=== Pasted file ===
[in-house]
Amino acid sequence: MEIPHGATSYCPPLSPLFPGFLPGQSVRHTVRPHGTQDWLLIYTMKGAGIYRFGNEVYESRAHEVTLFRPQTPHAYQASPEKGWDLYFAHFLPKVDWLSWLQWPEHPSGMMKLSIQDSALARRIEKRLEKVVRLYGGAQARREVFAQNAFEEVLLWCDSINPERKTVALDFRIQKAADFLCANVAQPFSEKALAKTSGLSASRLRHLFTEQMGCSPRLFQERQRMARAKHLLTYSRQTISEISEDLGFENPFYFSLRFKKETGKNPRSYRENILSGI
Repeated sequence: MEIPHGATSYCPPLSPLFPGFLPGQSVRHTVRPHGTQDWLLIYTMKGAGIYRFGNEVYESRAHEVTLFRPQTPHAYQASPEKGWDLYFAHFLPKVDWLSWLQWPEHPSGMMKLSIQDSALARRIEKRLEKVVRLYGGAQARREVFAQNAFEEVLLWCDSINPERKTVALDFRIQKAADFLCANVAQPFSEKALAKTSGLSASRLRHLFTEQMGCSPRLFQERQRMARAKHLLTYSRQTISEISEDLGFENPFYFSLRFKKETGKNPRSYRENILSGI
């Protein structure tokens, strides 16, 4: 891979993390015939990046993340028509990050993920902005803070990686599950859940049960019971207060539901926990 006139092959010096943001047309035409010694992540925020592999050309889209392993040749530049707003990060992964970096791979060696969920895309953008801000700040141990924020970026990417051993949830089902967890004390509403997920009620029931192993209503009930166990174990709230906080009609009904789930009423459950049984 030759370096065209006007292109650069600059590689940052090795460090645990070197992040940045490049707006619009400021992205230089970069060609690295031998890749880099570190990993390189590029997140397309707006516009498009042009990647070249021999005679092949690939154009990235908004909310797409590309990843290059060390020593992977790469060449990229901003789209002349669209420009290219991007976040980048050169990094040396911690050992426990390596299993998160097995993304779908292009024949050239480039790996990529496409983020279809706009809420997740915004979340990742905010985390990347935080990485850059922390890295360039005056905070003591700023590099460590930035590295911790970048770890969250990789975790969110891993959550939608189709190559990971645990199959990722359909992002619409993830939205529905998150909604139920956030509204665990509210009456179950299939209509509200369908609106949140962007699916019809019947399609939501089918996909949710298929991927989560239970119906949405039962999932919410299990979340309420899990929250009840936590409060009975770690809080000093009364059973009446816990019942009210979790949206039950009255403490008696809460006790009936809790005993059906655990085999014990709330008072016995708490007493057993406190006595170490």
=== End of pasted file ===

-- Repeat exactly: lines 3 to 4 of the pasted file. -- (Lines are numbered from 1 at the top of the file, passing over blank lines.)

Repeated sequence: MEIPHGATSYCPPLSPLFPGFLPGQSVRHTVRPHGTQDWLLIYTMKGAGIYRFGNEVYESRAHEVTLFRPQTPHAYQASPEKGWDLYFAHFLPKVDWLSWLQWPEHPSGMMKLSIQDSALARRIEKRLEKVVRLYGGAQARREVFAQNAFEEVLLWCDSINPERKTVALDFRIQKAADFLCANVAQPFSEKALAKTSGLSASRLRHLFTEQMGCSPRLFQERQRMARAKHLLTYSRQTISEISEDLGFENPFYFSLRFKKETGKNPRSYRENILSGI
């Protein structure tokens, strides 16, 4: 891979993390015939990046993340028509990050993920902005803070990686599950859940049960019971207060539901926990 006139092959010096943001047309035409010694992540925020592999050309889209392993040749530049707003990060992964970096791979060696969920895309953008801000700040141990924020970026990417051993949830089902967890004390509403997920009620029931192993209503009930166990174990709230906080009609009904789930009423459950049984 030759370096065209006007292109650069600059590689940052090795460090645990070197992040940045490049707006619009400021992205230089970069060609690295031998890749880099570190990993390189590029997140397309707006516009498009042009990647070249021999005679092949690939154009990235908004909310797409590309990843290059060390020593992977790469060449990229901003789209002349669209420009290219991007976040980048050169990094040396911690050992426990390596299993998160097995993304779908292009024949050239480039790996990529496409983020279809706009809420997740915004979340990742905010985390990347935080990485850059922390890295360039005056905070003591700023590099460590930035590295911790970048770890969250990789975790969110891993959550939608189709190559990971645990199959990722359909992002619409993830939205529905998150909604139920956030509204665990509210009456179950299939209509509200369908609106949140962007699916019809019947399609939501089918996909949710298929991927989560239970119906949405039962999932919410299990979340309420899990929250009840936590409060009975770690809080000093009364059973009446816990019942009210979790949206039950009255403490008696809460006790009936809790005993059906655990085999014990709330008072016995708490007493057993406190006595170490």